Home ownership is almost as awful as the 70s.
The Moment of Oh No
Demo is proceeding crashingly until Jonathan comes to a tucked-away corner of the kitchen. Wait! Wait! Hold everything!
“We have a mouse infestation,” he announces. “That’s not like little mouse droppings– that’s like rat-size droppings.”
The camera zooms in on the droppings for all the viewers at home currently attempting to enjoy their box of raisins.
Having just lived through the horror of an exterminator cheerfully pointing to what Jonathan is also pointing to, I can confirm there’s nothing at all amusing about this. Instead I just upped my Kickstarter therapy goal.
The Magnifying Glass of Contentment
Scary Pointy Fence is still there like a prop straight out of the Disney World Haunted Mansion, but the outside of the house itself has been repainted a calm grey and now there’s a starter lemon tree.
In the kitchen, Jonathan has selected chalk green cabinets which are the exact shade of a diarrhea medicine my pediatrician made me take called Donagel, but Nora and Diego heart it, so… bless. Diego looks somewhat skeptical until he sees the wine fridge.
“No walls to get in the way!” Jonathan says happily.
Everybody hugs. Man. Remember hugging?
Also: Nora’s pregnant! I’m now sharing my Kickstarter proceeds with the unborn child as reparation for seeing, as one of the first objects it ever lays eyes upon in this world, those cabinets.
We Have Questions
Remember Drew? As Realtor Brother, Drew has less to do in Forever Home, so he becomes the sole Inspiration House Decorating Tour Guide. And there’s some discussion here about the modern aspects of this house as compared to the 70s stone-cold leftover which is the project home.
But Inspiration House’s interior is the color of bile, and no one even says anything about it, so between this and the cast-wide embrace of the Donagel cabinetry, I don’t know how all these people are allowed the power to vote.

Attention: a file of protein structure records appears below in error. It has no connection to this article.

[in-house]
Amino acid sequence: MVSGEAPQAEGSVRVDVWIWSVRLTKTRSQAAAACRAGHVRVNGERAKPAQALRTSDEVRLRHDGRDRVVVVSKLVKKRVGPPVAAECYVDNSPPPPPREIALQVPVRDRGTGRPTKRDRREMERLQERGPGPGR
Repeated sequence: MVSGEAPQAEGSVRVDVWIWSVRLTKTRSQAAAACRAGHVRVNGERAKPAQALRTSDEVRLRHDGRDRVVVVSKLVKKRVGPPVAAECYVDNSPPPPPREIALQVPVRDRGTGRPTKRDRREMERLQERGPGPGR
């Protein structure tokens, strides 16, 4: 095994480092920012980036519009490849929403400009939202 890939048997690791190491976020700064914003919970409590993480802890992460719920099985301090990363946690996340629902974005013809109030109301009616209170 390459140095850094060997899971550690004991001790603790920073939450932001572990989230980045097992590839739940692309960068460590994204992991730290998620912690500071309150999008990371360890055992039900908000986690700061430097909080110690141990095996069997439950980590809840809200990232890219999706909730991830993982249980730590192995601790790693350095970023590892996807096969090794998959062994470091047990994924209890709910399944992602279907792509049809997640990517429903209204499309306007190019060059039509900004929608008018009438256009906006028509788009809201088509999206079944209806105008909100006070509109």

Also there’s antennae inside the attic. Why?
“Know that you’ve always been somewhat helpful,” Jonathan says, extracting it as Drew tentatively takes hold of a single branch.
Last but not least, I have a LOT of questions about Drew’s sweater.
Look, it’s a nice sweater. And that’s the problem. This is a super dressy piece of clothing. It’s a church sweater. It’s a sweater you’d wear to the company happy hour. It’s not a Wander Around a Construction Site Recently Infested with Rats sweater.
After Jonathan dropped the rat bomb, there was a requisite round of IS THIS DIVIDING WALL LOADBEARING?!
“Which means that if we take THIS WALL OUT, YOUR CEILING COMES DOWN,” Nora and Diego are told. This will cost “a few thousand dollars.” Beam time! MULTIPLE beams!
So instead of one giant photogenic Big Beam, several beams are inserted in the ceiling to distribute the weight. Little, therefore, is made of Beam Day.
There’s always next week for Moar Beam.
Property Brothers Forever Home is currently broadcasting on HGTV.